HE LEFT Northern Ireland for the first time when he journeyed to the University of Portsmouth in 1987.
Now, years after realising his calling as a filmmaker, city fine art graduate Gavin Irvine is enjoying international acclaim with his comedy short 2:40 to London.
It comes after the storyteller, in his 40s, recently scooped the Best Short Film Award at the Brazil International Film Festival in Rio de Janeiro.
Mr Irvine had to compete against hundreds of filmmakers across the globe just to have the short feature at the festival.
So to go on and claim victory from those which made the cut, he said, was a ‘feeling like no other’.
‘When your name is called, wow – it is an extremely special moment,’ said Mr Irvine.
‘To even get your project there in the first place is not an easy thing to do.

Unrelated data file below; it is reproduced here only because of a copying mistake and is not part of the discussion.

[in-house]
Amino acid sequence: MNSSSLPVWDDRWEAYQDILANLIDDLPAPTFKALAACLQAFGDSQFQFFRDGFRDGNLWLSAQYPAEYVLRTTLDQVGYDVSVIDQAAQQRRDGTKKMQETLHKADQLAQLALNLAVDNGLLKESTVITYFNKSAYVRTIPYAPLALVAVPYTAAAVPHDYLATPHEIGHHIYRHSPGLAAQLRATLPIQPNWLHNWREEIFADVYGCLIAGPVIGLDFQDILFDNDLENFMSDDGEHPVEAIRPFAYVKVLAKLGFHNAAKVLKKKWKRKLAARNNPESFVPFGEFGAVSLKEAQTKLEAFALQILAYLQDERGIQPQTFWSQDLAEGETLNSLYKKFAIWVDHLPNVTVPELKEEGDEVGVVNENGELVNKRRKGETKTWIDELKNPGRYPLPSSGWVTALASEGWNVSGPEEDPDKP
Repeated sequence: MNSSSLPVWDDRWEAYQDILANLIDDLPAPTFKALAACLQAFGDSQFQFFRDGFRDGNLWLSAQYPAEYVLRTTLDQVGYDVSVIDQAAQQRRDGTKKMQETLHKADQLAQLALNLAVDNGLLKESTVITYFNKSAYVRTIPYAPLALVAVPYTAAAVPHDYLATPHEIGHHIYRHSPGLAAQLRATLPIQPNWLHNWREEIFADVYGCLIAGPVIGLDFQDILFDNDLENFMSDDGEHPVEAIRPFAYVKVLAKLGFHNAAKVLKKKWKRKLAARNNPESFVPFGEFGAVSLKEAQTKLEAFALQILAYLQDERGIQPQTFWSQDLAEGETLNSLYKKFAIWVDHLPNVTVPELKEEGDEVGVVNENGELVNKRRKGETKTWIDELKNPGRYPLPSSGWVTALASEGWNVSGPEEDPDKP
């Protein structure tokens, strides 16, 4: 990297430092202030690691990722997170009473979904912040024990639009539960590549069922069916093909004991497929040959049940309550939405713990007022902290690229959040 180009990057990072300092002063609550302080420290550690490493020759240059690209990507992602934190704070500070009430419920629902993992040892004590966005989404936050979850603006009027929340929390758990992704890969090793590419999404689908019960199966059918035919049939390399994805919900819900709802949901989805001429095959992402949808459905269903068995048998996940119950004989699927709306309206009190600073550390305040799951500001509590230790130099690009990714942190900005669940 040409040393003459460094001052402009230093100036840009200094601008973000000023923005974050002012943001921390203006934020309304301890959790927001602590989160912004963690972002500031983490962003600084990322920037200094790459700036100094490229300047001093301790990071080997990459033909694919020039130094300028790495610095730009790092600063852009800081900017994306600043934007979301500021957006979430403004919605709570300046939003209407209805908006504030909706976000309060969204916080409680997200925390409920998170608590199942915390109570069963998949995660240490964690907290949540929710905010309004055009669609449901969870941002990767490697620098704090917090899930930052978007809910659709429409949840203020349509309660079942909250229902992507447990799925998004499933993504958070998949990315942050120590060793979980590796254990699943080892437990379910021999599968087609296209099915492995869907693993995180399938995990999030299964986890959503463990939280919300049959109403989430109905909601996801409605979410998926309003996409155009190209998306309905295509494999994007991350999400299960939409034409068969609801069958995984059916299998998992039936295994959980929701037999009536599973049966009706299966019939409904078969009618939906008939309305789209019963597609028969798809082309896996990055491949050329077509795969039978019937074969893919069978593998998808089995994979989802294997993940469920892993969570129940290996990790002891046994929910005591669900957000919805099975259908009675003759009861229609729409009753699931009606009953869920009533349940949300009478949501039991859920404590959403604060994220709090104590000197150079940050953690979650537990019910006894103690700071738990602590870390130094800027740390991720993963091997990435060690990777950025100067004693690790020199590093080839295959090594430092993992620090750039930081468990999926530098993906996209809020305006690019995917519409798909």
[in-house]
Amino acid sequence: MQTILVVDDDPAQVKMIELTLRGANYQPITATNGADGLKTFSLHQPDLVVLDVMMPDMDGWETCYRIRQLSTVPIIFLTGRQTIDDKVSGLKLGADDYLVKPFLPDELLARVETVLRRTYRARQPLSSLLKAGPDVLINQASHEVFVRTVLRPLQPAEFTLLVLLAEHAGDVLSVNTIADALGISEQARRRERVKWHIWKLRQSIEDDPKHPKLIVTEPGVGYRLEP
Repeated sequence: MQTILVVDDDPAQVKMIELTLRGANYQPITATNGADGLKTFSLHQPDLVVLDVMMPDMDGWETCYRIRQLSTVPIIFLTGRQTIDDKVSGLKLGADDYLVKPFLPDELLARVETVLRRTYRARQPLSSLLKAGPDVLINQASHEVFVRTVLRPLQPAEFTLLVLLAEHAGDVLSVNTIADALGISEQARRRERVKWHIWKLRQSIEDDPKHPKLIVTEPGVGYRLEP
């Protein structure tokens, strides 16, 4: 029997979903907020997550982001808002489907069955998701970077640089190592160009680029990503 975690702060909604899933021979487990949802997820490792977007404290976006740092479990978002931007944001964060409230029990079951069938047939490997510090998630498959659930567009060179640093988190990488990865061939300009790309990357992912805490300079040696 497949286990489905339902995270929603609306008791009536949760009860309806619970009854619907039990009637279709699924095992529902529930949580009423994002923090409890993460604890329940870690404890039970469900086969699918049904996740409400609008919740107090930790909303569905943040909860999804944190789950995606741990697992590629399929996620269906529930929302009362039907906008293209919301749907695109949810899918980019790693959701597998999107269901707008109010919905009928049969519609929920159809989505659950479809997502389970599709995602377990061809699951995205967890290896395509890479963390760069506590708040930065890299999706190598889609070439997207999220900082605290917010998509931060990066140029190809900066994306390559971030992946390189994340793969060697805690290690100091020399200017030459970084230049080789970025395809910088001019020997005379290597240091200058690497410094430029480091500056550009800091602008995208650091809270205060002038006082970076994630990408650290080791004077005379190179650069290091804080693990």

‘So to win at a film festival as fantastic as Rio really is wonderful – it’s justification for making a film as silly as 2:40 to London.’
The offbeat 14-minute short follows a secret agent’s 2.40pm train journey to the capital, which sees him brainwashed into handing over the so-called ‘merchandise’.
And in the words of Mr Irvine, its comical capers are built on a cornerstone of ‘very little certainty’.
He said: ‘There are grumpy ladies involved, there are bearded ladies involved, and there’s even a carrot.
‘It’s fair to say the film asks many more questions than it answers.’
Made possible by the financial and promotional contribution of Portsmouth pal Richard Measey – who Mr Irvine said ‘worked tirelessly to make the project a success’ – 2:40 to London has garnered praise at a number of other international film festivals.
It won Best Short Film and Best Director in Portugal in 2017, won the Special Jury Award in Canada this year, and was nominated for honours in Prague and Portobello, in London.
While 2:40 to London is not currently released for the people of Portsmouth to watch – as it continues to tour – Mr Irvine, who lives in Camden, will soon return to the city himself.
He will lead a filmmaking masterclass at the University of Portsmouth later this year – and reunite with his old lecturer, Damian Toal.
Mr Irvine said: ‘I owe Damian a great debt of gratitude.’